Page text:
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4K VideoCapture very slow on Windows compared to MS Camera App

asked 2019-07-23 13:20:24 -0500

roboter gravatar image

updated 2019-07-24 03:15:04 -0500


I have gotten a Logitech BRIO Webcam, which delivers nice smooth 30 fps of 4k images in the native Windows Camera App. Using OpenCV 4.1.0 in Python, this seems impossible. The stream is very slow at the same exposure level. Here is my code:

import cv2
import time


time_sum = 0
frames = 0

capture = cv2.VideoCapture() + cv2.CAP_DSHOW)

fourcc = cv2.VideoWriter_fourcc('M', 'J', 'P', 'G')
capture.set(cv2.CAP_PROP_FOURCC, fourcc)
capture.set(cv2.CAP_PROP_FPS, 30)
capture.set(cv2.CAP_PROP_FRAME_WIDTH, 3840)
capture.set(cv2.CAP_PROP_FRAME_HEIGHT, 2160)

    before_timer = time.perf_counter()
    ret, frame =
    if frame is None:
        print("Frame is empty")
        cv2.imshow('VIDEO', frame)
        after_timer = time.perf_counter() - before_timer
        time_sum += after_timer
        frames += 1
        if frames % 30 == 0:
            print("{} per second".format(frames/time_sum))

Disabling the imshow does not have a significant impact on performance. Using CAP_MSMF as backend will deliver 30 FPS, but the video is just an upscaled version of a lower resolution stream, and sadly useless. I've been looking around the capture backend code for quite a while, but I can't seem to figure out where the problem lies.

When disabling the RGB conversion with capture.set(cv2.CAP_PROP_CONVERT_RGB, 0), the FPS also do not improve.

I also tried the same loop in C++, it was just as slow.

The relevant portion of getBuildInformation() looks like this:

Video I/O:
DC1394:                      NO
FFMPEG:                      YES (prebuilt binaries)
  avcodec:                   YES (58.35.100)
  avformat:                  YES (58.20.100)
  avutil:                    YES (56.22.100)
  swscale:                   YES (5.3.100)
  avresample:                YES (4.0.0)
GStreamer:                   NO
DirectShow:                  YES
Media Foundation:            YES
DXVA:                      NO

Does anyone have any pointers on how to improve video performance? I am at a loss as to what to do. Hardware acceleration might be an option, but I don't know how to get that into my opencv-python package :(

Setting the DEBUG environment variable does not produce any additional logging info.

Thanks a lot for any help!

Edit: C++-Code.

#include "stdafx.h"
#include "opencv2\opencv.hpp"
int main()
    cv::VideoCapture capture; + cv::CAP_DSHOW);

    if (!capture.isOpened()) {
        std::cerr << "Error opening video stream" << std::endl;
        return -1;

    capture.set(cv::CAP_PROP_FOURCC, cv::VideoWriter::fourcc('M', 'J', 'P', 'G'));
    capture.set(cv::CAP_PROP_FPS, 30);
    capture.set(cv::CAP_PROP_FRAME_WIDTH, 3840);
    capture.set(cv::CAP_PROP_FRAME_HEIGHT, 2160);

    while (true) {
        cv::Mat frame;
        capture >> frame;

        if (frame.empty()) {
            std::cerr << "Frame is empty." << std::endl;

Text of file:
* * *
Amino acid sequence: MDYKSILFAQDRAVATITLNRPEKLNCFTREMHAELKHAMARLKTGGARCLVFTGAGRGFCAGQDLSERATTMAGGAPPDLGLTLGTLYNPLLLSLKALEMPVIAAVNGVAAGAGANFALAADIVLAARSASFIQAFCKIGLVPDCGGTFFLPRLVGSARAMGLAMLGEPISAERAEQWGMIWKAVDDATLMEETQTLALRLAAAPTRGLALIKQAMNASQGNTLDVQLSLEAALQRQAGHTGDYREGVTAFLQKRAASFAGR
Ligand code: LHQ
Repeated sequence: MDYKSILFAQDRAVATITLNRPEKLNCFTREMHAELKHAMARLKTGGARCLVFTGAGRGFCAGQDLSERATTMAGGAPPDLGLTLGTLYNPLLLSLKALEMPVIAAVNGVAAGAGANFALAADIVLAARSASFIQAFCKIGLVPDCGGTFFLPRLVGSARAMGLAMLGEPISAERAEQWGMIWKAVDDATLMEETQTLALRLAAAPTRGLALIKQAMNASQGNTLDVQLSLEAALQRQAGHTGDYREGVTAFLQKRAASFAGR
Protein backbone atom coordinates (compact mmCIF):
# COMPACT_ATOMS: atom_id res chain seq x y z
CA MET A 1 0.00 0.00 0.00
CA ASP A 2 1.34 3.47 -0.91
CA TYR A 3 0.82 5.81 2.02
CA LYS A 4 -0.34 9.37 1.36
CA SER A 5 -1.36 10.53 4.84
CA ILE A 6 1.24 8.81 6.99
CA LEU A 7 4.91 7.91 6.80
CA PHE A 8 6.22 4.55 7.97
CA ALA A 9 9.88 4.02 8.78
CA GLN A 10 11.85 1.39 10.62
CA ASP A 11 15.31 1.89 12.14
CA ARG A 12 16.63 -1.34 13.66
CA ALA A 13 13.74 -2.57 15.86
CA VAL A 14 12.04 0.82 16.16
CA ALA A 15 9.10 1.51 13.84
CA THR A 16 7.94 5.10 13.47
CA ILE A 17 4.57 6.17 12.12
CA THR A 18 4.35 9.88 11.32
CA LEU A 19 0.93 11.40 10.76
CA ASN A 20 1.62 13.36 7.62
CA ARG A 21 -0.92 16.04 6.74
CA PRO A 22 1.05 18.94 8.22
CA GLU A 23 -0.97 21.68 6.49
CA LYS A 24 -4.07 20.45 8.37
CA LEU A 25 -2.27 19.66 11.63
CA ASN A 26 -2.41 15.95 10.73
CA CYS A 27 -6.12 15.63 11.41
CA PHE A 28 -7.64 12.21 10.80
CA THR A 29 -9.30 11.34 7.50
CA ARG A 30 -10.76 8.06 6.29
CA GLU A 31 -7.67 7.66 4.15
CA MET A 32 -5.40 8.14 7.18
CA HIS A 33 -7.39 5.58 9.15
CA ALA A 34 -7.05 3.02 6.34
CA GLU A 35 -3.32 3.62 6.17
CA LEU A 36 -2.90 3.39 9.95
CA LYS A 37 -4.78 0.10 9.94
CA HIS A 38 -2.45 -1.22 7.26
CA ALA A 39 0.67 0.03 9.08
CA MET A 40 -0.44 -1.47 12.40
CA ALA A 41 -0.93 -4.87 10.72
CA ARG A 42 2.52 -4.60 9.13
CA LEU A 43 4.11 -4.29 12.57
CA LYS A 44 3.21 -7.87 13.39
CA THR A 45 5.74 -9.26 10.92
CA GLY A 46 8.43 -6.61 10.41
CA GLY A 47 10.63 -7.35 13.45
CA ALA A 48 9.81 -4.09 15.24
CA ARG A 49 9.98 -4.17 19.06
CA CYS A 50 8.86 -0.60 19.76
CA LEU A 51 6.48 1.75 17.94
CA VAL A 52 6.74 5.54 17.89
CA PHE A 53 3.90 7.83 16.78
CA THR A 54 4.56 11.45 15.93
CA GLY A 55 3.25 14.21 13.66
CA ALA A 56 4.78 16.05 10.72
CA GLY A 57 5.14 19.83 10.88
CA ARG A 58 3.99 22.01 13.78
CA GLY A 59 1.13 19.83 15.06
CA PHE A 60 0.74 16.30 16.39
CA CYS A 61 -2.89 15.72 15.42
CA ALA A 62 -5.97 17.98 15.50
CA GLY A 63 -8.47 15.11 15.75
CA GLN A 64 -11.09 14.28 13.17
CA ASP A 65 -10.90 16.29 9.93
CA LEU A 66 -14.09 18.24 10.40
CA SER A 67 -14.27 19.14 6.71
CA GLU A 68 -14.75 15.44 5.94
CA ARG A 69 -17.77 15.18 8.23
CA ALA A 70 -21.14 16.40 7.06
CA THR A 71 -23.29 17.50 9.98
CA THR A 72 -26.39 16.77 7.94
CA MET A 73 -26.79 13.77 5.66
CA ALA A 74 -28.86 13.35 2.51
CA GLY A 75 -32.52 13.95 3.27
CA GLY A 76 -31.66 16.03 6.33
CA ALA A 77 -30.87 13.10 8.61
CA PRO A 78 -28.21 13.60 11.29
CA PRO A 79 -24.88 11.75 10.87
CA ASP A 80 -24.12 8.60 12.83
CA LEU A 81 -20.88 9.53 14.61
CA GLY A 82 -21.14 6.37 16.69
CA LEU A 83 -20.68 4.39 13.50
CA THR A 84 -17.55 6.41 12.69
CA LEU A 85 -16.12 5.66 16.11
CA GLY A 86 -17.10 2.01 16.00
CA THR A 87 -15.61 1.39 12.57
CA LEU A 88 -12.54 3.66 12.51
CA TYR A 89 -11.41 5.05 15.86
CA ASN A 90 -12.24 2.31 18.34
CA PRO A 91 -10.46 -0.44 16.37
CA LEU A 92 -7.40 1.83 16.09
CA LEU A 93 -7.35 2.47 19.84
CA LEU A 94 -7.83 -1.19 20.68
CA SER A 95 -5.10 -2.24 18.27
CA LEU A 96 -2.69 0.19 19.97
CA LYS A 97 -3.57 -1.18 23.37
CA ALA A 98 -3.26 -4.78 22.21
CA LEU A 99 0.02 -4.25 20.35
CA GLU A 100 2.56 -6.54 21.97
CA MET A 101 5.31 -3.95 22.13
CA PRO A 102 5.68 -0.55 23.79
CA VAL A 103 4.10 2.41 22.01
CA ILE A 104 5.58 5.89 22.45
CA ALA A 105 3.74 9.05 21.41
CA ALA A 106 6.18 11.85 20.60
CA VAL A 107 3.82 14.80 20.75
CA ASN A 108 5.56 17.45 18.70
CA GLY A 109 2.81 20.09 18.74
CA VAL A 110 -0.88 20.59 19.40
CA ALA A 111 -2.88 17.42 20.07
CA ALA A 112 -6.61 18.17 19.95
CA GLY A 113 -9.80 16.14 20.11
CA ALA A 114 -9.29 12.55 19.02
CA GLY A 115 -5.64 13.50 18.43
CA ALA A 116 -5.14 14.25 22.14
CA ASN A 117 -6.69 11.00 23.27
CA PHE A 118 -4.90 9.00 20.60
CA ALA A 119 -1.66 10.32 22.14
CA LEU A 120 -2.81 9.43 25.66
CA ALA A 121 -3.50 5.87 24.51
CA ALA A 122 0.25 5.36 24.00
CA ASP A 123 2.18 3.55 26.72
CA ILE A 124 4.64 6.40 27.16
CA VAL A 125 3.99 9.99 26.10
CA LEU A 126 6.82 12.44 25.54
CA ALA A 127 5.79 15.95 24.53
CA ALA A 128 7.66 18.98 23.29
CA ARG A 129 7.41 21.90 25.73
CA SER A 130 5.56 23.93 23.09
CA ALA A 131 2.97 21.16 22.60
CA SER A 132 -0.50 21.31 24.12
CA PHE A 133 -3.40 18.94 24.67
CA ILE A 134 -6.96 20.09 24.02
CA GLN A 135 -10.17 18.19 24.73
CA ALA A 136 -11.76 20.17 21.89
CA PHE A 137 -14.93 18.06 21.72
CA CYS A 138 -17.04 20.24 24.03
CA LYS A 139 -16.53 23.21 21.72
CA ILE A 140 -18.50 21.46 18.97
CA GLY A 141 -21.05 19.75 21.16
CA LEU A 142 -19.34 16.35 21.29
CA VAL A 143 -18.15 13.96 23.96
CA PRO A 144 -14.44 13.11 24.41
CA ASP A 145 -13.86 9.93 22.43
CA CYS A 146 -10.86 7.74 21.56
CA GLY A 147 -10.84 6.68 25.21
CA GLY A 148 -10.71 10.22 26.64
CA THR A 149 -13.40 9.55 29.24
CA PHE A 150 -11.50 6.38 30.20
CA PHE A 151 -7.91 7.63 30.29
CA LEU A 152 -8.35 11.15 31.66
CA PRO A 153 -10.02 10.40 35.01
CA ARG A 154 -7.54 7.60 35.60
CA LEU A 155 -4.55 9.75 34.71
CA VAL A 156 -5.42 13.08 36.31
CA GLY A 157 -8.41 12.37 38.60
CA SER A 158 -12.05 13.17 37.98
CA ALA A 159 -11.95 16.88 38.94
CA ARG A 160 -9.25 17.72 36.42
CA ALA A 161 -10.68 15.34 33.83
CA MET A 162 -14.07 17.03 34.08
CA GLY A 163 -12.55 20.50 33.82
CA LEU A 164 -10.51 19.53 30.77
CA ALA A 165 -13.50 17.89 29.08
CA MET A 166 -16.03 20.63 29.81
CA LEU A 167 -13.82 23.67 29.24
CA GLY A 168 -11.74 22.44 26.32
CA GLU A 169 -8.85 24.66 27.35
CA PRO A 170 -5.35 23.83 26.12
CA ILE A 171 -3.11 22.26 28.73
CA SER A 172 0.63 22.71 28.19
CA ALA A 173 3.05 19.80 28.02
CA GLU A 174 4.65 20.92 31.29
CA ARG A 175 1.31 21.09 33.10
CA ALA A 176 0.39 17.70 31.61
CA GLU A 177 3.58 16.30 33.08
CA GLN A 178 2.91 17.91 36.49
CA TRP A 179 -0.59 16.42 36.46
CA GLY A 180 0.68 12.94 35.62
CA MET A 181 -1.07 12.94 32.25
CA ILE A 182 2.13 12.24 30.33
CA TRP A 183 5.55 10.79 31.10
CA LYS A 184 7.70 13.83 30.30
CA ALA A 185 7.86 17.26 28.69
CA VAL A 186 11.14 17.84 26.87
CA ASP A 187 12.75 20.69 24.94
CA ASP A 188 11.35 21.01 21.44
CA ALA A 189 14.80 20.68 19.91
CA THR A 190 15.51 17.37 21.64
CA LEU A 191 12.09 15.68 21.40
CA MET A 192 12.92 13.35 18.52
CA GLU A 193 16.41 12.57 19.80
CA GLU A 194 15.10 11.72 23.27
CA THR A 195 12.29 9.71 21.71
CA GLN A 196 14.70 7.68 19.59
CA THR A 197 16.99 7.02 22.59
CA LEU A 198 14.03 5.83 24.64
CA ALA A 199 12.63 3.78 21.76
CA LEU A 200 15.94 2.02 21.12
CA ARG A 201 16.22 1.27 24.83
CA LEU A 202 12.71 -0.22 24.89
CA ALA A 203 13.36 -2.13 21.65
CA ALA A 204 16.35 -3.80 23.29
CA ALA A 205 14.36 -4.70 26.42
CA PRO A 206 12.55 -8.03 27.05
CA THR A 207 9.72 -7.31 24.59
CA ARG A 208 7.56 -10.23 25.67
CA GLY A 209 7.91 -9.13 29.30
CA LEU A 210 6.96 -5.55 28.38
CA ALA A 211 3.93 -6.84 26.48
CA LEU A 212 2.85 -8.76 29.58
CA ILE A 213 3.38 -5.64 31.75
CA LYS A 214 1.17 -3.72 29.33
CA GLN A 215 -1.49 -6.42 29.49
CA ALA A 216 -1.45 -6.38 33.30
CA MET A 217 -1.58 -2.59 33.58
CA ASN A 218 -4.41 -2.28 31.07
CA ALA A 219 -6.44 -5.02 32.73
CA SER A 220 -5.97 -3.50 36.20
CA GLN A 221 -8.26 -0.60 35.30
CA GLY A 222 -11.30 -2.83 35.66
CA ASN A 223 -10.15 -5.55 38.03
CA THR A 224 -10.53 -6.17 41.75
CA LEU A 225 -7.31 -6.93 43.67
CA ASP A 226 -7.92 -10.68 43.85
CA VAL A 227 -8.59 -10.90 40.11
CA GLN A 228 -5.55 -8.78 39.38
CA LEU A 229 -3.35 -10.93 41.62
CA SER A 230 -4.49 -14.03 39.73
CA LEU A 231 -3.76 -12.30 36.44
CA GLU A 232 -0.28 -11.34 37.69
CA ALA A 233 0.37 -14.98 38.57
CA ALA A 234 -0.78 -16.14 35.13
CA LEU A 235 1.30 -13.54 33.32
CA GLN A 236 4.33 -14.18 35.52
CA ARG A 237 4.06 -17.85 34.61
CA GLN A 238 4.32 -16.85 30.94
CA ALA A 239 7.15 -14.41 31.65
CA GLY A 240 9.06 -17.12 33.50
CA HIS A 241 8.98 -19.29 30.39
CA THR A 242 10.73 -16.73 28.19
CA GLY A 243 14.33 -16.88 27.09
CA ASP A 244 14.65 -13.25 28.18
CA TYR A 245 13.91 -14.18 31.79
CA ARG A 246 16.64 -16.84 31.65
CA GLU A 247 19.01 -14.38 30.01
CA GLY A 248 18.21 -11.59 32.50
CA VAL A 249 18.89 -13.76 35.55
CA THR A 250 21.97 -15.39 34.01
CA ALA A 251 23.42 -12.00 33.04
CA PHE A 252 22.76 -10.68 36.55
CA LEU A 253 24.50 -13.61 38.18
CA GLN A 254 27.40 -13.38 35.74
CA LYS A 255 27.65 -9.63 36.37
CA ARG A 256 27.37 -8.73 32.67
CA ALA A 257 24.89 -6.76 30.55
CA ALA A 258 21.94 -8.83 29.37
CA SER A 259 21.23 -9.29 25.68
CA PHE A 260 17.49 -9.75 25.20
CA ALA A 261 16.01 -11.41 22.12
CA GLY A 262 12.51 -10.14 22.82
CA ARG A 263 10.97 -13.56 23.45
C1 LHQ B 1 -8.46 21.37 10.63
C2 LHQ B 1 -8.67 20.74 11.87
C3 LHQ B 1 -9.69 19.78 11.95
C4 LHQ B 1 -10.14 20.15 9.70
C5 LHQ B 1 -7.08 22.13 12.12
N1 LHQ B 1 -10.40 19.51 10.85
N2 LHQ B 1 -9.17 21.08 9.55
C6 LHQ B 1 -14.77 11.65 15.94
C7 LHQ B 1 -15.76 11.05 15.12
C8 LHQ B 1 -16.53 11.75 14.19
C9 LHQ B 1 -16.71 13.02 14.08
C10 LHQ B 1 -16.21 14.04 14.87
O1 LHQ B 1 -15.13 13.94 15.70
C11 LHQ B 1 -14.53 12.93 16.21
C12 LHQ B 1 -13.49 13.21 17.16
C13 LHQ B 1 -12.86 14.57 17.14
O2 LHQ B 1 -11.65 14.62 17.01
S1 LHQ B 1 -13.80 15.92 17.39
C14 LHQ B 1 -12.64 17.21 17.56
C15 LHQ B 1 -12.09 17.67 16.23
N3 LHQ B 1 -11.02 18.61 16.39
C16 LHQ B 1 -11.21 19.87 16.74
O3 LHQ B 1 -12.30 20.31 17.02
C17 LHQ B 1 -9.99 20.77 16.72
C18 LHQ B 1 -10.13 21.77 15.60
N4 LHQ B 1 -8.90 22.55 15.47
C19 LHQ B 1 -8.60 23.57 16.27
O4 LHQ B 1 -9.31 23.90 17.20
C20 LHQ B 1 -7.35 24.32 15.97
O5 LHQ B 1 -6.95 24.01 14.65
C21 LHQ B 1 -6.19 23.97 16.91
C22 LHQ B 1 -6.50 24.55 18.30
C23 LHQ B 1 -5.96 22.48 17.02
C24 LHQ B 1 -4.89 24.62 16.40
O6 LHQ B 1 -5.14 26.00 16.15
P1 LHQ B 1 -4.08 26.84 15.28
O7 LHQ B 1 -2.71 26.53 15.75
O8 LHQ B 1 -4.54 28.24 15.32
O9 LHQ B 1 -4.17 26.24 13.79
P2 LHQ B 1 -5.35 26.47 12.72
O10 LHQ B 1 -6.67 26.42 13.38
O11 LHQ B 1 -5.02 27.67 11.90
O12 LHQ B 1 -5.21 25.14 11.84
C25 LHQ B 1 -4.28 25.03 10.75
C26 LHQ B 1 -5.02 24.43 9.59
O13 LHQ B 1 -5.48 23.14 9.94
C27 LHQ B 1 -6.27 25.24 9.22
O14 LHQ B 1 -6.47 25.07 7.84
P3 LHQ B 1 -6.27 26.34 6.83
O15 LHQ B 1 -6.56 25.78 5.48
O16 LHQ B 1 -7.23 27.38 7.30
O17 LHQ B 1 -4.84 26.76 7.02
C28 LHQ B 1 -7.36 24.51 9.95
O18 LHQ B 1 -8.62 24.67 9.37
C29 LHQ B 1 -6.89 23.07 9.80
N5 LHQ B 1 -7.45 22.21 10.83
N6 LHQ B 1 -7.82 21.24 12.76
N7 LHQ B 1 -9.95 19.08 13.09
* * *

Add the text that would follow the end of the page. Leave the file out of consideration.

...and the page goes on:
cv::imshow("Brio", frame);

        char c = (char)cv::waitKey(1);

        if (c == 27) {


    return 0;

Using chrono-STL-functions to measure the time unforntunately lead to an internal compiler error. But I can judge from the display that the result is the same.

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Please post your C++ code.

sjhalayka gravatar imagesjhalayka ( 2019-07-23 14:50:40 -0500 )edit

I have added the C++ code, I assume it does the same as the python code. Ran it in Release mode without debugging in Visual Studio 2017.

roboter gravatar imageroboter ( 2019-07-24 03:15:54 -0500 )edit

Sorry. I'm using Debian Buster version 10.

50562.08181784478 per second
56129.742077105766 per second
47952.30344835258 per second
45789.04836897512 per second
48202.80655905395 per second
49769.23663424743 per second
50959.64286914462 per second
49738.06689345821 per second
supra56 gravatar imagesupra56 ( 2019-07-24 06:25:06 -0500 )edit

Change this:

capture = cv2.VideoCapture()


capture = cv2.VideoCapture(0)

Also change this too:

if frame is None:


if ret is None:
supra56 gravatar imagesupra56 ( 2019-07-24 08:14:14 -0500 )edit

Also you can cv2.resize too to get 3420, 2160

supra56 gravatar imagesupra56 ( 2019-07-24 08:15:55 -0500 )edit

1 answer

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answered 2019-07-24 03:21:28 -0500

Ziri gravatar image

I am not sure why are you setting these parameters after opening the video :

capture.set(cv::CAP_PROP_FOURCC, cv::VideoWriter::fourcc('M', 'J', 'P', 'G'));
capture.set(cv::CAP_PROP_FPS, 30);
capture.set(cv::CAP_PROP_FRAME_WIDTH, 3840);
capture.set(cv::CAP_PROP_FRAME_HEIGHT, 2160);

But anyway, a better alternative is using Gstreamer c++

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These parameters represent the hardware-supported video mode of my Logitech Brio webcam - MJPG stream with 30 fps at 4k resolution. Do you have alternative settings to achieve this?

Is Gstreamer available on Windows?

roboter gravatar imageroboter ( 2019-07-24 03:48:52 -0500 )edit

did you try opening the video without setting any parameters?

You can use Gstreamer in Windows Installing on Windows

Ziri gravatar imageZiri ( 2019-07-24 04:13:50 -0500 )edit

If I open the video without any of these settings, I get a 640x480 stream with solid FPS.

roboter gravatar imageroboter ( 2019-07-24 04:49:13 -0500 )edit

Are you sure you connected the cam to an USB3.0 port? Have a look at this - perhaps it will be helpful:

Witek gravatar imageWitek ( 2019-07-24 10:56:38 -0500 )edit

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Asked: 2019-07-23 13:18:20 -0500

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Last updated: Jul 24 '19